How Each Offseason Addition and Departure Will Affect Boston Bruins
The Boston Bruins made several changes to their lineup after losing in this year's Stanley Cup Final. They made a blockbuster trade, let some free agents walk and signed some new faces as well.
Now that the bulk of free agency is over, how did the Bruins do? Will their lineup be better than the one they put on the ice this past season? How will the Tyler Seguin trade affect them?
Here is a look at how each addition and subtraction will affect the B's in the 2013-14 season.
The Loss of Tyler Seguin Benefits Team Chemistry
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The Bruins made fireworks on the Fourth of July when they traded Tyler Seguin, who was taken No. 2 overall in 2010, to the Dallas Stars for Loui Eriksson. Rich Peverley was also included in the deal.
Seguin, a speedy center who led the team in scoring in 2011-12 with 67 points, fell out of favor with GM Peter Chiarelli as the season wound down. There were reports that Seguin wasn't taking his job seriously, and that he was too much of a partier. On top of that, he wasn't producing on the score sheet.
Stephen Harris of the Boston Herald reported that things got so bad between Seguin and the Bruins that he was ordered to stay in a hotel room in Boston, with security making sure he behaved himself.
The loss of Seguin will have two consequences. First, Boston loses speed. Seguin was the fastest skater wearing black and yellow and was a good contrast to the other forwards who are known for being big and bruising (i.e., Milan Lucic). Eriksson is quick, but he's not as fast as Seguin. Second, it improves team chemistry, which is exactly why he was dealt. The Bruins are a tightly run ship, and anyone who has the chance to go overboard won't be asked back for next year's cruise. Without Seguin, there won't be media members asking Claude Julien and captain Zdeno Chara about the antics of any player, which will allow the team to focus more.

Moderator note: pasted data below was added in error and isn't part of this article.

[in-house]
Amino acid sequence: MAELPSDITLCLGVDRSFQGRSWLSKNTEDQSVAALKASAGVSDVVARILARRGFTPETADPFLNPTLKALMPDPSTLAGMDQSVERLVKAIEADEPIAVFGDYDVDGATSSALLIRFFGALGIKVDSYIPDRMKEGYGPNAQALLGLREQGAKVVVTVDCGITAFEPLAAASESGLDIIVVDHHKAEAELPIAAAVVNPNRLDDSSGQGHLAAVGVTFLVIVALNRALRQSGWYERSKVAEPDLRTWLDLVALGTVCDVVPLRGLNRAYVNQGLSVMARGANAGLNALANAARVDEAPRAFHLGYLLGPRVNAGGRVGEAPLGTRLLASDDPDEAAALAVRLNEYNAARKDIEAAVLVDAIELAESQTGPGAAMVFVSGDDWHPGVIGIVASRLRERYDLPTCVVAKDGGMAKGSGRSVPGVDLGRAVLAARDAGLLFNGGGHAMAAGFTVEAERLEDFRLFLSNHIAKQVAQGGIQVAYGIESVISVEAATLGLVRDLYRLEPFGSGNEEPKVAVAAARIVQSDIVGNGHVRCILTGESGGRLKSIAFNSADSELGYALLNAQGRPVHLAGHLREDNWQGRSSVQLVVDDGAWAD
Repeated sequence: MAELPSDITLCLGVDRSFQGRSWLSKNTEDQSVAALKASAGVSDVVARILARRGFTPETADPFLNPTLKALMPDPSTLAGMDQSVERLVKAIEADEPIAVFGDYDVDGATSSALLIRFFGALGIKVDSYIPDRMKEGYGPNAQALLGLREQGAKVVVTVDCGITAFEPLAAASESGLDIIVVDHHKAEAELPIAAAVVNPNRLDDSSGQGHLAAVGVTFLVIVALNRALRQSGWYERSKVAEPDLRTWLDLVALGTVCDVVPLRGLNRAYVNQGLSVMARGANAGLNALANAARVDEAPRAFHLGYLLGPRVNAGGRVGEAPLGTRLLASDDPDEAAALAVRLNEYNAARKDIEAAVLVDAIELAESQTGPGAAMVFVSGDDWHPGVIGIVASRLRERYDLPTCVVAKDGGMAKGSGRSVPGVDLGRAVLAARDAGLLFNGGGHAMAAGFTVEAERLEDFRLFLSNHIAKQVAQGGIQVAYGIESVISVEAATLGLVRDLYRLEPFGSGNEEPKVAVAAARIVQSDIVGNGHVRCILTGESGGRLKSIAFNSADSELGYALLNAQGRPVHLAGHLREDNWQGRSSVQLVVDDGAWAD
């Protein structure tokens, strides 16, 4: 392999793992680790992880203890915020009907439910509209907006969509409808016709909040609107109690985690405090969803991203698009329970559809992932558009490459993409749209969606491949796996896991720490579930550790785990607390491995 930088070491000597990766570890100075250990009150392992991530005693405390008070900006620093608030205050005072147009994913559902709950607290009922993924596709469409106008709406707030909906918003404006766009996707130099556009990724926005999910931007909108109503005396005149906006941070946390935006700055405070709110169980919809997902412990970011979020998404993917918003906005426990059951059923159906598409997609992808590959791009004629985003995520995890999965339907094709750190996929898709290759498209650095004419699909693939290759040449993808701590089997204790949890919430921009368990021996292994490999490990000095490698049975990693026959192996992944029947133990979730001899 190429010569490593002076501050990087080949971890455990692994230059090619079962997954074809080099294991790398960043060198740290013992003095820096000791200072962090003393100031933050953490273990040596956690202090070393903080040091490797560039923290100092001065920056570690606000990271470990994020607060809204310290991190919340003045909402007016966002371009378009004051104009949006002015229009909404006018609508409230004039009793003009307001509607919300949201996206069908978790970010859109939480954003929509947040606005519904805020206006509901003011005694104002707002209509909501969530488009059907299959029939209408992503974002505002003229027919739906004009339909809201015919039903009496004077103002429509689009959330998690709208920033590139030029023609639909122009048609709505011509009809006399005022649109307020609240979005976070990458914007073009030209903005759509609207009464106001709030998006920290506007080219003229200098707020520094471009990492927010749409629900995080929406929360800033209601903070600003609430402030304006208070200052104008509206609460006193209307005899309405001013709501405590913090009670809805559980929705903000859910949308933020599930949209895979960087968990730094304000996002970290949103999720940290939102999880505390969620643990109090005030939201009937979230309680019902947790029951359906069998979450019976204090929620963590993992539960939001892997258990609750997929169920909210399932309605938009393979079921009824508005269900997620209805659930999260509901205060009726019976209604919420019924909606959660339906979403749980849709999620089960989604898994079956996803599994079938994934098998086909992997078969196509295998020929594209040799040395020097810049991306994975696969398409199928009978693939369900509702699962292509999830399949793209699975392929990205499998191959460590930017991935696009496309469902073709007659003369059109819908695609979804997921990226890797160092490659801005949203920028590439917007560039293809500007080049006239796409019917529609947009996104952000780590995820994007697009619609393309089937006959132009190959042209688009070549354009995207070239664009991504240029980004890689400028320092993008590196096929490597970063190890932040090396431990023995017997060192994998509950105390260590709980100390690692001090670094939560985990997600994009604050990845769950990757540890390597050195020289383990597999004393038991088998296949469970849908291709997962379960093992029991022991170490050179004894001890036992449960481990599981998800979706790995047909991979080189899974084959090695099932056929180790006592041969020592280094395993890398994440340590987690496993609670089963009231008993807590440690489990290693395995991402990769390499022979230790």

Once the reports about Seguin's antics were made public, there was no turning back. There would have been a dark cloud hanging over TD Garden if nothing was done. The trade had to be completed.
Eriksson Will Be a Top-Six Forward
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Loui Eriksson left Big D for Beantown to compete for a Stanley Cup. This was the perfect replacement for Seguin because in addition to his playmaking, Eriksson is known for being a professional, according to Fluto Shinzawa of The Boston Globe.
Eriksson's best statistical season came in 2010-11, when he had 73 points, including 10 goals on the power play. He's a strong two-way forward, with better defensive skills than Seguin had. Boston's strength under the tenure of Claude Julien has been defense, and Eriksson will only add to that.
Eriksson told Shinzawa about the style of coaching he will be joining:
“I’ve been through a lot of coaches,” Eriksson said. “It will be nice to find one that fits your style. It was tough the last couple years. We were changing coaches almost every second year. I’ve heard a lot of good things about the coach in Boston. I’m really looking forward to coming there to show I can play some good hockey too.”
Fluto Shinzawa also reports the former alternate captain of the Stars is expected to be on a line with Patrice Bergeron and Brad Marchand.
That will be one tough line to compete against, three strong defensive forwards who can all put the puck in the net. If Eriksson can develop chemistry with those two, the Northeast Division should look out.